When your tummy starts to growl and the clock reads 10 p.m., you have a decision to make: Chow down and eat before bed, or go to bed hungry to avoid extra calories.
The thing is, the decision of whether to eat before bed is a lot more complicated than that. Contrary to popular belief, there are plenty of situations when you should be nourishing your body before sleep.
To navigate the question of the pre-snooze snack, we enlisted the help of registered dietitians Cara Harbstreet and Jackie Newgent, as well as Harvard sleep researcher Andrew McHill, who are here to help us understand the nuances of this widely debated dietary quandary.
Yes, habitually eating a bunch of food before bed can cause weight gain.
It’s critical to examine the reasons for late-night snacking. “What I’m recommending on eating before bed is noticing, is it actual physical hunger, or are you eating more out of habit or boredom?” Harbstreet says. “Or is there an emotional trigger component? That’s important for directing next steps.”
Studies also show associations between eating before bed and weight gain. A 2013 Appetite analysis of “average sleepers” (whose midpoint of sleep was before 5:30 a.m.) and “late sleepers” (whose midpoint was after 5:30 a.m.) found that late sleepers were prone to consuming more protein, fat, and carbohydrates after 8 p.m.. And the consumption of all three macronutrients after 8 p.m. was associated with a higher body mass index.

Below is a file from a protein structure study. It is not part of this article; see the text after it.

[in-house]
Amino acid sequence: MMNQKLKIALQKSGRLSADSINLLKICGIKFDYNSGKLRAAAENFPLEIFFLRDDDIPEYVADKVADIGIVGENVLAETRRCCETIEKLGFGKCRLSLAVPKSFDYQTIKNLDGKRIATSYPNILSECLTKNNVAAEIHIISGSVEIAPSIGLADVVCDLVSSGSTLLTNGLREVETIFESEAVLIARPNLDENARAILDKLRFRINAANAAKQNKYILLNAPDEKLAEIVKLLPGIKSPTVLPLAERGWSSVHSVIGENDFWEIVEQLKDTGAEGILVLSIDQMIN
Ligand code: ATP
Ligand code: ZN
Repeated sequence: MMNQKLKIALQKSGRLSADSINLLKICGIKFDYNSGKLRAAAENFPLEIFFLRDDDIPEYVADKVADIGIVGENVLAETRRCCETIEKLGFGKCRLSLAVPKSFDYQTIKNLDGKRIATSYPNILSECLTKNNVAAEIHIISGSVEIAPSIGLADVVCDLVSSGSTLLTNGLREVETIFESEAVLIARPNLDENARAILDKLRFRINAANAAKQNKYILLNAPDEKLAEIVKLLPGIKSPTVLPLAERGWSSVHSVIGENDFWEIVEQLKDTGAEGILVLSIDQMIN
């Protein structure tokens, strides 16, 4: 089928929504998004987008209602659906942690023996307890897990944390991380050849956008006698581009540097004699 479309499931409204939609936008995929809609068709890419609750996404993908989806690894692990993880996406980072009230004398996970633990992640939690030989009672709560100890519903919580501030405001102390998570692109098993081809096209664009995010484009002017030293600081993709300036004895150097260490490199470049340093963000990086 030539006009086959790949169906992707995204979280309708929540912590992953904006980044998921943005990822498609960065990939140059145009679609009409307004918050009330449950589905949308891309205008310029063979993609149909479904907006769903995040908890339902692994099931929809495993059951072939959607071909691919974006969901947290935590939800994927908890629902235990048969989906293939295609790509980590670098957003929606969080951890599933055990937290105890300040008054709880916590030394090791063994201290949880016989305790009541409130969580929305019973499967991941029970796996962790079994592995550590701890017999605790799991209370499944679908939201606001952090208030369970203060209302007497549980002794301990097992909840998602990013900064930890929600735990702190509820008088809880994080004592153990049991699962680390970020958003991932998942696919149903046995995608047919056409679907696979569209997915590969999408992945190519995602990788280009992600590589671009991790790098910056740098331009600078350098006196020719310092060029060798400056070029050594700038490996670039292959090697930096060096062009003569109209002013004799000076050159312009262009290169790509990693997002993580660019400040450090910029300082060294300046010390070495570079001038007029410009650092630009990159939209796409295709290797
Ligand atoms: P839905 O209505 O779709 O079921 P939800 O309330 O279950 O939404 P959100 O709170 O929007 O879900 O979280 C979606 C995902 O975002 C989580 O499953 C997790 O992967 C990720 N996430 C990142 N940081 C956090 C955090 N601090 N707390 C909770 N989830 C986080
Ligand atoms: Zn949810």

But, it may have to do with your bedtime.
Weight gain has more to do with your body’s natural bedtime than the time you eat, according to a 2017 study published in The American Journal of Clinical Nutrition. Researchers studied the circadian timing of food intake, or the gap between the timing of your last meal and the time when your melatonin sleep hormone kicks in, and discovered that eating and melatonin onset were associated with higher BMIs, but time of day wasn’t.
“It was somewhat of a surprise that clock hour was not more closely associated,” says Harvard University postdoctoral research fellow and lead researcher Andrew McHill. “I find that people think it is okay to eat later into the night if they are pushing their bedtimes back to a later time. Problems metabolizing foods are most likely due to the circadian clock and not sleep, per se, as we found in our current study.”
McHill’s study posits a few educated guesses on why before-bed eating is associated with weight gain; however, there’s no definitive explanation for the association. Because our circadian rhythms are no longer dictated entirely by exposure to sunlight, you’re better off thinking about your late-night snack in terms of your regular bedtime rather than the time of day.
There are good reasons to eat before bed.
As with any other form of weight gain and loss, it comes down to your energy expenditure and caloric needs. “If you expend significant energy late in the evening—like taking an hour-long walk or working out after dinner—then eating before bed may actually be needed to refuel your muscles and meet your overall energy needs,” says Newgent.